Brazil, Monday-Wednesday

Not much has happened since we got back from the school, but I have experienced some new things this week. So, here’s an update on the work that’s been done so far. Monday saw Dad and Mr. Tom working on the E1 line for the phone system. That is the medium over which the phone company provides the telephone service for us to plug into. It’s very important, so it was necessary to establish a connection early this week. It went pretty smoothly, except for the fact that the configuration was different for Brazil, and that threw a monkey wrench into things and made it take longer. The guys finished it Monday night, and we went to a nearby restaurant to celebrate. We ordered dessert and French fries; just the necessary basics. I had a crunchy pie and a vanilla milkshake with chocolate chips in it. It was pretty good, and it went with the fries surprisingly well. I also had my very first cup of coffee today. And my second. And my third. My head now throbs every time I bend over.

Tuesday saw the guys do more computer techie stuff, and we ate some more food. It was good food. That pretty much sums Tuesday up.

Wednesday the guys got up at noon after working all night. I spent the morning helping one of the men here connect phones and run lines to various rooms here at the house. It was all going mostly well until I made a boo-boo. The man drilled a hole in the concrete wall, and then he went outside to feed me the wire through said hole. I decided to see whether or not the hole was straight and if it went all the way through, so I leaned down and looked through it. At that precise moment, the other guy decided to clean out the hole from the outside by blowing through it. One moment, I was seeing daylight and grass. The next, I saw his face lean down, and then it all kind of went dark in that eye. I helped him finish the job, but my eye was watering and hurting like mad, so Dad filled my eye with contact solution and made me take a nap. I guess it could have been funny, looking back at the incident, but I don’t think I’ll be laughing about it anytime soon.

This afternoon, after I had recovered, I hung out with one of the younger guys here at the mission house. His name is Kyle, he’s 21 years old, he’s really cool, and his favorite team is the Minnesota Vikings. He was born there, but moved to Brazil when he was a kid, and he loves it here in Manaus. Anyway, he invited me to come hang out with his youth group that night. They were going to play a game called “soap soccer.” It sounded really cool, so I accepted. Kyle and I were picked up by a friend of his, also coincidentally named David, and David’s family. We left early, and spent the time hanging out at a local park, waiting for the rest of the people to show up. I got to talk to David some, and learn more about people here in Brazil.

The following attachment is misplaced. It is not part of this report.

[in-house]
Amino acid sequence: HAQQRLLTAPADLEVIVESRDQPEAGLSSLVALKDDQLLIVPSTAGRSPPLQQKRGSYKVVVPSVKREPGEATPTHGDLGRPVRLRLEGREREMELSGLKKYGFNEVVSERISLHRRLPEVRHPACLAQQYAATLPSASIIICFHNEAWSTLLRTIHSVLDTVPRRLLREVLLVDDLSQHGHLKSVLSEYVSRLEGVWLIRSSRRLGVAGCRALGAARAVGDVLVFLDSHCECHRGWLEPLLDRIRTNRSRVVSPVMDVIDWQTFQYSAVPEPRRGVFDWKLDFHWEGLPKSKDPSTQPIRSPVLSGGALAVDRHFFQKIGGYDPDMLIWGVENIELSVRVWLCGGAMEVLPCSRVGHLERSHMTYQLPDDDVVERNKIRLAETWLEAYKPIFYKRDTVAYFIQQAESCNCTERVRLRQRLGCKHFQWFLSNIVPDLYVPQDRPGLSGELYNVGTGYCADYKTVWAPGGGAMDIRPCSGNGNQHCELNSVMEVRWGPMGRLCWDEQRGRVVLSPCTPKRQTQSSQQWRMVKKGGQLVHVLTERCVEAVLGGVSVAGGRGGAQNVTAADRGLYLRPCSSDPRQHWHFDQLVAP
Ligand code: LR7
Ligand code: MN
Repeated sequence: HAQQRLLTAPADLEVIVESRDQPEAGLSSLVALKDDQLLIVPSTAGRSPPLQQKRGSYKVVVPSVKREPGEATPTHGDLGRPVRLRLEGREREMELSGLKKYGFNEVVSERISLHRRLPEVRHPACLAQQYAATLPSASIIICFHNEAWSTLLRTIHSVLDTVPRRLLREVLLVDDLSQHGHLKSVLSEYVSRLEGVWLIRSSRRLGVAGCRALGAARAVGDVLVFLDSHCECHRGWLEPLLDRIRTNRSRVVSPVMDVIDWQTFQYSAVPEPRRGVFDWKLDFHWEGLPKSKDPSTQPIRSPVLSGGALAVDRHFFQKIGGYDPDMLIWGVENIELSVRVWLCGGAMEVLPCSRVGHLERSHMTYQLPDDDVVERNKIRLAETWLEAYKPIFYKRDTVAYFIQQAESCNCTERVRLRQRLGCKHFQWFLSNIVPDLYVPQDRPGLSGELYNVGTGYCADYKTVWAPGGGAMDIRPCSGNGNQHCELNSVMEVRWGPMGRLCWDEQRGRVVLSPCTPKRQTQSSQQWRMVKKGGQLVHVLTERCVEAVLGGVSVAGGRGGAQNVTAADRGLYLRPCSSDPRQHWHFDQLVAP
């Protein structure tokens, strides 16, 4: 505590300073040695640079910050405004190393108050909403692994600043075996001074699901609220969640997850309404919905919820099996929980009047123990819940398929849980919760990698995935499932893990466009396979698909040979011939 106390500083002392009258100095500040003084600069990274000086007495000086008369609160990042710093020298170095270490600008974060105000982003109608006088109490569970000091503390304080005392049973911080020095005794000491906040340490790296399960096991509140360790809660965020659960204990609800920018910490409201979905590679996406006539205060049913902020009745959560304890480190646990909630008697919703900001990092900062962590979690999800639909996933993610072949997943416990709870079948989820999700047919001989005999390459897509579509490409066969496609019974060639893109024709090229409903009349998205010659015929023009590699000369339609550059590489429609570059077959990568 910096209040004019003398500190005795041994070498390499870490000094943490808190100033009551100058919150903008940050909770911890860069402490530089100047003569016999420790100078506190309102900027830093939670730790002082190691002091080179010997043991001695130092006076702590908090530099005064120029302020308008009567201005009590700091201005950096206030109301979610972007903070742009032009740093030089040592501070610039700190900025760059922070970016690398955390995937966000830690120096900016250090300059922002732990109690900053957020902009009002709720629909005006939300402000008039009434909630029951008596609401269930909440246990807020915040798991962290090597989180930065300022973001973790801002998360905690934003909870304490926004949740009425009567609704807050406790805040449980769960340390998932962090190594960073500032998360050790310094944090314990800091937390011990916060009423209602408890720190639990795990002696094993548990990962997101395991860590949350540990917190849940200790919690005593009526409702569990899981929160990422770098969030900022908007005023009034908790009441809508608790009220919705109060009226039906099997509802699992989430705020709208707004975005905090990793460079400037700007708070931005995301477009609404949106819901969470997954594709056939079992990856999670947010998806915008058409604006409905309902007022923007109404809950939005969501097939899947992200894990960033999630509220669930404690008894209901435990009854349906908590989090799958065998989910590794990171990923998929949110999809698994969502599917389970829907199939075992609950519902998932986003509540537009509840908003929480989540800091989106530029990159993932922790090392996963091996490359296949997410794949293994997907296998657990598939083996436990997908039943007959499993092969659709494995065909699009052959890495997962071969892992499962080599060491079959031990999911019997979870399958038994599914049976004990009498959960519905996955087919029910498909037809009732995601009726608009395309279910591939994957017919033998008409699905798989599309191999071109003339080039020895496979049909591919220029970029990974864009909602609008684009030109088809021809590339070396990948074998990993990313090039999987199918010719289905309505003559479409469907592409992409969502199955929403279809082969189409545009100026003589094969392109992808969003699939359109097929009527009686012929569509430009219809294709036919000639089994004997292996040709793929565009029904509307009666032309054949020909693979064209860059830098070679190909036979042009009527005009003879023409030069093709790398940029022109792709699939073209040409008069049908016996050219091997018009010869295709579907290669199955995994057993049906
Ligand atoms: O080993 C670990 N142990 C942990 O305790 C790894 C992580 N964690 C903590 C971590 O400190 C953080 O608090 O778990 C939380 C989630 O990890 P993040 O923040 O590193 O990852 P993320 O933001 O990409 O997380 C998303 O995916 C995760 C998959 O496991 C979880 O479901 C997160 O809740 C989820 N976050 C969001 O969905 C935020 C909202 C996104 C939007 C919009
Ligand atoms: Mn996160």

We were finally joined by the rest of the crew, and we made our way to the place with the soap soccer. It took place in a big, rectangular inflatable fun house with goals built into two of the sides and a net covering the top. It was pretty much a mom’s safety nightmare. Picture, if you will, a bouncy castle with eight people running and sliding around, kicking each other, smacking the soccer ball off the sides, and getting liquid soap in their, eyes, nose, and pretty much everywhere else. Pushing, shoving, playing the ball on the ground, tripping, holding, mildly assaulting the goalie, and other normally card-worthy actions are fine. A person could slide almost from one end to the other; that’s how slick it was. In short, it was absolutely sick! There were three teams, so the winner would stay and the loser would leave. I played two matches, and there were some pretty crazy moments just in those games. On one play, I ran toward where the ball was and kicked at it as hard as I could, just as another guy from the other team was kicking at it as hard as he could. Neither of us made contact with the ball. It was actually pretty amusing, I’m sure, watching us writhe in pain, holding our feet, and performing the hop dance of agony for a few seconds. All part of the game, I suppose.

After the games were finished, and everyone had said goodbye, David and his family took me and Kyle with them for some food. We had a type of meat pastry called pastel, which had cheese on the inside and a tasty crust on the outside, and then we washed it all down with Coke. What better way to end a day then with scrumptious fare and cold bouquet?


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